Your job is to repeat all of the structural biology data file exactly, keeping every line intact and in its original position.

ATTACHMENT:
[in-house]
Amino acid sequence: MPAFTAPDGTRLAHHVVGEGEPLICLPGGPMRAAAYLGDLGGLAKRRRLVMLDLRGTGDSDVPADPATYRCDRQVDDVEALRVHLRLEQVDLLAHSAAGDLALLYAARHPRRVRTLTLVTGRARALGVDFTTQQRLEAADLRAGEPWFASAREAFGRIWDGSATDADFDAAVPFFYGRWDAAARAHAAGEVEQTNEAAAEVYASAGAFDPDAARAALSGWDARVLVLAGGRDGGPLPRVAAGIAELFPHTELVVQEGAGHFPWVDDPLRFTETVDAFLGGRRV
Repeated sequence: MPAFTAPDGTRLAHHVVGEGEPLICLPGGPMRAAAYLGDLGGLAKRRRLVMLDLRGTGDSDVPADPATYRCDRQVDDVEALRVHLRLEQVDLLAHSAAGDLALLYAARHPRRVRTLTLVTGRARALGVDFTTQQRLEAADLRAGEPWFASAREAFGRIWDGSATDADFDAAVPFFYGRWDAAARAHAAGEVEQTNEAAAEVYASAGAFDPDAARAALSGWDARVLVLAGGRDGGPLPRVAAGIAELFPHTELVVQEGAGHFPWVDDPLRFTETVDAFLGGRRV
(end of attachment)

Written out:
[in-house]
Amino acid sequence: MPAFTAPDGTRLAHHVVGEGEPLICLPGGPMRAAAYLGDLGGLAKRRRLVMLDLRGTGDSDVPADPATYRCDRQVDDVEALRVHLRLEQVDLLAHSAAGDLALLYAARHPRRVRTLTLVTGRARALGVDFTTQQRLEAADLRAGEPWFASAREAFGRIWDGSATDADFDAAVPFFYGRWDAAARAHAAGEVEQTNEAAAEVYASAGAFDPDAARAALSGWDARVLVLAGGRDGGPLPRVAAGIAELFPHTELVVQEGAGHFPWVDDPLRFTETVDAFLGGRRV
Repeated sequence: MPAFTAPDGTRLAHHVVGEGEPLICLPGGPMRAAAYLGDLGGLAKRRRLVMLDLRGTGDSDVPADPATYRCDRQVDDVEALRVHLRLEQVDLLAHSAAGDLALLYAARHPRRVRTLTLVTGRARALGVDFTTQQRLEAADLRAGEPWFASAREAFGRIWDGSATDADFDAAVPFFYGRWDAAARAHAAGEVEQTNEAAAEVYASAGAFDPDAARAALSGWDARVLVLAGGRDGGPLPRVAAGIAELFPHTELVVQEGAGHFPWVDDPLRFTETVDAFLGGRRV